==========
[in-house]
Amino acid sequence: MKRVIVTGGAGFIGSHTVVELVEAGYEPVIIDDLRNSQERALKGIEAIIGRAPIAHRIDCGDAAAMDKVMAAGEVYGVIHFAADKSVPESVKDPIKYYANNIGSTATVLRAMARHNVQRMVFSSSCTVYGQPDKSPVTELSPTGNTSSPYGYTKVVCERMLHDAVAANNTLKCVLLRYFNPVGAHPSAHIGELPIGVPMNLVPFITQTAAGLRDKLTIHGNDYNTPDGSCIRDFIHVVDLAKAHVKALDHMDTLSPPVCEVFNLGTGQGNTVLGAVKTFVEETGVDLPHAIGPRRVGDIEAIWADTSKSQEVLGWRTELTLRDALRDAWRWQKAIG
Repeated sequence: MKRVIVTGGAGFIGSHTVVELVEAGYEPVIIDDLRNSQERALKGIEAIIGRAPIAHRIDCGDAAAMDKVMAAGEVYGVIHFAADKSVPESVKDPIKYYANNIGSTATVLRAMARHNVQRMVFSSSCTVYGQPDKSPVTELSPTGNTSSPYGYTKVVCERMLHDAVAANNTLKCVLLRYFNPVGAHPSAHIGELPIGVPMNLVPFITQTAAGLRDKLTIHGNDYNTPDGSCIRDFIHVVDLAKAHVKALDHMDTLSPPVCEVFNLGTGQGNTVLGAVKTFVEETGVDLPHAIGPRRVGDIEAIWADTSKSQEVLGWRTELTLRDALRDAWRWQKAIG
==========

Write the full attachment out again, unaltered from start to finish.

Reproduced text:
[in-house]
Amino acid sequence: MKRVIVTGGAGFIGSHTVVELVEAGYEPVIIDDLRNSQERALKGIEAIIGRAPIAHRIDCGDAAAMDKVMAAGEVYGVIHFAADKSVPESVKDPIKYYANNIGSTATVLRAMARHNVQRMVFSSSCTVYGQPDKSPVTELSPTGNTSSPYGYTKVVCERMLHDAVAANNTLKCVLLRYFNPVGAHPSAHIGELPIGVPMNLVPFITQTAAGLRDKLTIHGNDYNTPDGSCIRDFIHVVDLAKAHVKALDHMDTLSPPVCEVFNLGTGQGNTVLGAVKTFVEETGVDLPHAIGPRRVGDIEAIWADTSKSQEVLGWRTELTLRDALRDAWRWQKAIG
Repeated sequence: MKRVIVTGGAGFIGSHTVVELVEAGYEPVIIDDLRNSQERALKGIEAIIGRAPIAHRIDCGDAAAMDKVMAAGEVYGVIHFAADKSVPESVKDPIKYYANNIGSTATVLRAMARHNVQRMVFSSSCTVYGQPDKSPVTELSPTGNTSSPYGYTKVVCERMLHDAVAANNTLKCVLLRYFNPVGAHPSAHIGELPIGVPMNLVPFITQTAAGLRDKLTIHGNDYNTPDGSCIRDFIHVVDLAKAHVKALDHMDTLSPPVCEVFNLGTGQGNTVLGAVKTFVEETGVDLPHAIGPRRVGDIEAIWADTSKSQEVLGWRTELTLRDALRDAWRWQKAIG